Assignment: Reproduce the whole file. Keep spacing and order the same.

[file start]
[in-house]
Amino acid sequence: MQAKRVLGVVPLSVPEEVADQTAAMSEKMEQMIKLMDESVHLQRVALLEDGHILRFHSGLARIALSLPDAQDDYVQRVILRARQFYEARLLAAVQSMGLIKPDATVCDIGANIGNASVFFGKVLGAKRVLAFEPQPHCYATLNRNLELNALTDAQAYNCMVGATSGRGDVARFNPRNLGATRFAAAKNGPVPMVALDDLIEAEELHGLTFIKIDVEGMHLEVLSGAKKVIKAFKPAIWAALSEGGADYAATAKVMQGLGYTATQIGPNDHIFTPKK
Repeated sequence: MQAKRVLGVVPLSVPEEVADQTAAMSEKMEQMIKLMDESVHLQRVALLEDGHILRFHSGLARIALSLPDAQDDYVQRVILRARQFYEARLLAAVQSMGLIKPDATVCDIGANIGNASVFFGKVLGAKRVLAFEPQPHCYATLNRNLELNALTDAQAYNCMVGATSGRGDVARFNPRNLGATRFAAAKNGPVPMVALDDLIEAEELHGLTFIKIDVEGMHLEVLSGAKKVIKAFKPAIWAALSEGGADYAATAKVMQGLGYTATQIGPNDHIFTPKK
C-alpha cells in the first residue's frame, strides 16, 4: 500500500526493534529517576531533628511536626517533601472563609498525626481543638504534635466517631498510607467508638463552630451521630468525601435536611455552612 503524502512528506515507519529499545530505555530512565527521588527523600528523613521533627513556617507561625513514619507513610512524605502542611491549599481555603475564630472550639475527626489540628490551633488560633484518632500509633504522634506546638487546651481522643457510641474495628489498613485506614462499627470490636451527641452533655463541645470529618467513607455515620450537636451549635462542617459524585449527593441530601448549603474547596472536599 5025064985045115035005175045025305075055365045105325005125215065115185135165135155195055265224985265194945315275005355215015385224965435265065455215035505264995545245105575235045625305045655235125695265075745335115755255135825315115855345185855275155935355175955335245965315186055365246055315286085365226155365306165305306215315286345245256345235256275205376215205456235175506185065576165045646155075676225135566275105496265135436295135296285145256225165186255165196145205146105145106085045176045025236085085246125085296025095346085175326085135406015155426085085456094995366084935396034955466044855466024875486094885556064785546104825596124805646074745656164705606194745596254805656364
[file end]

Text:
[in-house]
Amino acid sequence: MQAKRVLGVVPLSVPEEVADQTAAMSEKMEQMIKLMDESVHLQRVALLEDGHILRFHSGLARIALSLPDAQDDYVQRVILRARQFYEARLLAAVQSMGLIKPDATVCDIGANIGNASVFFGKVLGAKRVLAFEPQPHCYATLNRNLELNALTDAQAYNCMVGATSGRGDVARFNPRNLGATRFAAAKNGPVPMVALDDLIEAEELHGLTFIKIDVEGMHLEVLSGAKKVIKAFKPAIWAALSEGGADYAATAKVMQGLGYTATQIGPNDHIFTPKK
Repeated sequence: MQAKRVLGVVPLSVPEEVADQTAAMSEKMEQMIKLMDESVHLQRVALLEDGHILRFHSGLARIALSLPDAQDDYVQRVILRARQFYEARLLAAVQSMGLIKPDATVCDIGANIGNASVFFGKVLGAKRVLAFEPQPHCYATLNRNLELNALTDAQAYNCMVGATSGRGDVARFNPRNLGATRFAAAKNGPVPMVALDDLIEAEELHGLTFIKIDVEGMHLEVLSGAKKVIKAFKPAIWAALSEGGADYAATAKVMQGLGYTATQIGPNDHIFTPKK
C-alpha cells in the first residue's frame, strides 16, 4: 500500500526493534529517576531533628511536626517533601472563609498525626481543638504534635466517631498510607467508638463552630451521630468525601435536611455552612 503524502512528506515507519529499545530505555530512565527521588527523600528523613521533627513556617507561625513514619507513610512524605502542611491549599481555603475564630472550639475527626489540628490551633488560633484518632500509633504522634506546638487546651481522643457510641474495628489498613485506614462499627470490636451527641452533655463541645470529618467513607455515620450537636451549635462542617459524585449527593441530601448549603474547596472536599 5025064985045115035005175045025305075055365045105325005125215065115185135165135155195055265224985265194945315275005355215015385224965435265065455215035505264995545245105575235045625305045655235125695265075745335115755255135825315115855345185855275155935355175955335245965315186055365246055315286085365226155365306165305306215315286345245256345235256275205376215205456235175506185065576165045646155075676225135566275105496265135436295135296285145256225165186255165196145205146105145106085045176045025236085085246125085296025095346085175326085135406015155426085085456094995366084935396034955466044855466024875486094885556064785546104825596124805646074745656164705606194745596254805656364